The Phillies saw their streak of five consecutive NL East titles ended by the Nationals in 2012. But, Todd Zolecki of MLB.com writes there is optimism since the Phillies won 60% of their games after July 31 despite the health issues of Roy Halladay and Carlos Ruiz, trading away Shane Victorino and Hunter Pence, and not having a reliable setup man for Jonathan Papelbon. The Phillies, however, enter the new year with several question marks which Zolecki says centers around the health of Halladay and Chase Utley, the continued recovery of Ryan Howard, and how much offense new acquistions Michael Young and Ben Revere will contribute. For more news and notes on the Phillies, Zolecki opened his inbox:
- Zolecki, when asked about the health of Halladay, quoted GM Ruben Amaro Jr. who recently said, "He's going to start throwing off the mound here very shortly. I guess he's working down there with Kyle Kendrick pretty extensively. He's doing well, but we don't know what kind of Doc we're going to get until Doc's down firing in Spring Training."
- Speaking of Kendrick, Zolecki believes he's a lock for the starting rotation as long as he remains healthy.
- Scott Hairston would be the best fit to fill one of the corner outfield vacancies. Zolecki notes the Phillies have tried to acquire Hairston in the past. Zolecki also mentioned Alfonso Soriano, who he thinks would slot in nicely hitting behind Utley and Howard.
- If the Phillies acquire a right-handed outfield bat, look for Darin Ruf to open the season at Triple-A.
- The Phillies don't have have enough top-tier talent to tempt the Marlins into trading Giancarlo Stanton to the City of Brotherly Love.
Even after trading for Ben Revere, the Phillies could add another established outfielder. But GM Ruben Amaro Jr. told Jon Heyman of CBSSports.com that the asking prices of the top free agent outfielders are a deterrent (Twitter link).
"We feel like the demands are north of where we want to be,'' Amaro said.
Michael Bourn, Nick Swisher and Cody Ross are the top free agent outfielders available, and presumably Amaro is alluding to some or all of these players. The Phillies, who have Domonic Brown, John Mayberry Jr. and Darin Ruf as internal outfield candidates, are also eyeing trades. They’ve been linked to right-handed hitting trade candidates such as Alfonso Soriano and Vernon Wells.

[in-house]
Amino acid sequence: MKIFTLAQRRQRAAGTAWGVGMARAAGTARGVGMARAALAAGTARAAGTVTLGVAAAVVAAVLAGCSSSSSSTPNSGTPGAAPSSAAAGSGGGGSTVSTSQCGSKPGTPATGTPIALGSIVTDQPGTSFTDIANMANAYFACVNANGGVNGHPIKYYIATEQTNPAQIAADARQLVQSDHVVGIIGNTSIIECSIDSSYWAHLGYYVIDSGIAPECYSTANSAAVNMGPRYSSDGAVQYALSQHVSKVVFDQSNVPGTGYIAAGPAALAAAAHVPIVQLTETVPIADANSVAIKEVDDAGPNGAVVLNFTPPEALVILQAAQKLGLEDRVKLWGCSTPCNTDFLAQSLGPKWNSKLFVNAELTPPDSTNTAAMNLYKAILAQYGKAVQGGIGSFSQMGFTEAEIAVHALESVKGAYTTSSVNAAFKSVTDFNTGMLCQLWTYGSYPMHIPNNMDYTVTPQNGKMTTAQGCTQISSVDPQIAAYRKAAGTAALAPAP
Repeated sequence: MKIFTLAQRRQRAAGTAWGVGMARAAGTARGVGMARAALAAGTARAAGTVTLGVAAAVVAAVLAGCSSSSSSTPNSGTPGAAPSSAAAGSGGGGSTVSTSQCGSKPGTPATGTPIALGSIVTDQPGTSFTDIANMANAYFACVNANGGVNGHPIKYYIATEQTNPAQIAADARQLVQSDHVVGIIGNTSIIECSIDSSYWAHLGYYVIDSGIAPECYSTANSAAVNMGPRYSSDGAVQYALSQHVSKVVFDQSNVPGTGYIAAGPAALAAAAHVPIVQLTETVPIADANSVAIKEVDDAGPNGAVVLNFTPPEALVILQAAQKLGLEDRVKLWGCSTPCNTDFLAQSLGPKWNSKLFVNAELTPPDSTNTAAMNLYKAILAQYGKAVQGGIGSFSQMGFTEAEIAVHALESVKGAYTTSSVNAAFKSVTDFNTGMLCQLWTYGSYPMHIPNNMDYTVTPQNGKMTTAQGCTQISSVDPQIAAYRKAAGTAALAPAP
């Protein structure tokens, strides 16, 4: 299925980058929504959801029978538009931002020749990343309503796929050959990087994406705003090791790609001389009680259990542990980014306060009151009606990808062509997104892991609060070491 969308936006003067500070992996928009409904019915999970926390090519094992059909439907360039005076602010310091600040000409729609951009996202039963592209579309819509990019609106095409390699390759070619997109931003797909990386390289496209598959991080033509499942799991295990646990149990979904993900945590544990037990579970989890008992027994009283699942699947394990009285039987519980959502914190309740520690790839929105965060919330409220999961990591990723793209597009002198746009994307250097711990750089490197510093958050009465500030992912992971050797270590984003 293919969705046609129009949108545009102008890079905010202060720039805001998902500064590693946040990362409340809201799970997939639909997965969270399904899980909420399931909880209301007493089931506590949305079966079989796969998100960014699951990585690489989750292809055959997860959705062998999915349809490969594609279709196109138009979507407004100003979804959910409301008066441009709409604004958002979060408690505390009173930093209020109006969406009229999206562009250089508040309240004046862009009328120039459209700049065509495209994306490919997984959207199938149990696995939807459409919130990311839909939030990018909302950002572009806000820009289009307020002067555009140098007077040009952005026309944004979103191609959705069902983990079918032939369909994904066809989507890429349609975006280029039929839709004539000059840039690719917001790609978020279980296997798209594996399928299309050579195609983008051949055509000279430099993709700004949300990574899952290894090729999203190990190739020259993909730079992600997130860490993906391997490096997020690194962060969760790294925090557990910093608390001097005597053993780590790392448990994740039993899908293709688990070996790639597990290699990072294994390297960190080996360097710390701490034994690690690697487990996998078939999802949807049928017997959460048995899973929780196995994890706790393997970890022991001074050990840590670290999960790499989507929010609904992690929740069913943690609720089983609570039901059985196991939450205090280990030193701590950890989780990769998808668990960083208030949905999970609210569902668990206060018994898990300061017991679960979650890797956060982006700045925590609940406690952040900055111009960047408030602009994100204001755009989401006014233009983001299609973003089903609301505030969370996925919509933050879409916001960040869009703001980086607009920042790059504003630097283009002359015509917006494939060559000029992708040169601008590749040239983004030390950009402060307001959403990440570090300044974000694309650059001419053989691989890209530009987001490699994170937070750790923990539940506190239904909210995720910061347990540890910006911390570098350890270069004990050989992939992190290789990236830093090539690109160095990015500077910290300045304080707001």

Earlier today, MLB approved the Michael Young trade making the deal between the Phillies and Rangers official. Phillies GM Ruben Amaro Jr. is pleased Young is a Phillie telling reporters, including MLB.com's Paul Hagen, "Clearly, this brings a wonderful package to what we're trying to do here in Philadelphia. He has a tremendous track record. He has all the elements we're looking for." Rangers manager Ron Washington seconded that notion, as quoted by Gerry Fraley of the Dallas Morning News, "This is a very, very tough situation. Michael's been my go-to guy since I've been here. If there was crying in baseball, I guess I'd cry." There is definitely no crying in baseball, especially in Philadelphia, so put away the hankies and enjoy some more news and notes from the City of Brotherly Love.
- The Phillies believe Young will benefit from playing the field again and at just one position, tweets FOXSports.com Ken Rosenthal.
- Matt Gelb of the Philadelphia Inquirer disagrees with that assessment citing Young's advanced defensive metrics and that his wins above replacement in 2012 was among the worst in modern baseball history.
- Also in that same piece, Gelb writes the Phillies are $20MM below last season's payroll, so the club has plenty of financial flexibility to add offense to their outfield.
- Amaro stills wants to add a veteran presence to the bullpen, do a "little bit more" to improve their outfield, and is open to acquiring a "low-risk, high-reward type of guy" for the back of the rotation, reports ESPN's Jerry Crasnick (Twitter links).
- The Phillies have signed right-hander Zach Miner to a minor league deal with an invitation to Spring Training, tweets Jon Paul Morosi of FOXSports.com. Miner, who pitched for Detroit from 2006-09, spent last season in the Tigers' organization pitching to a 2.79 ERA, 4.9 K/9, and 4.7 BB/9 in 42 innings (including three starts) across three levels.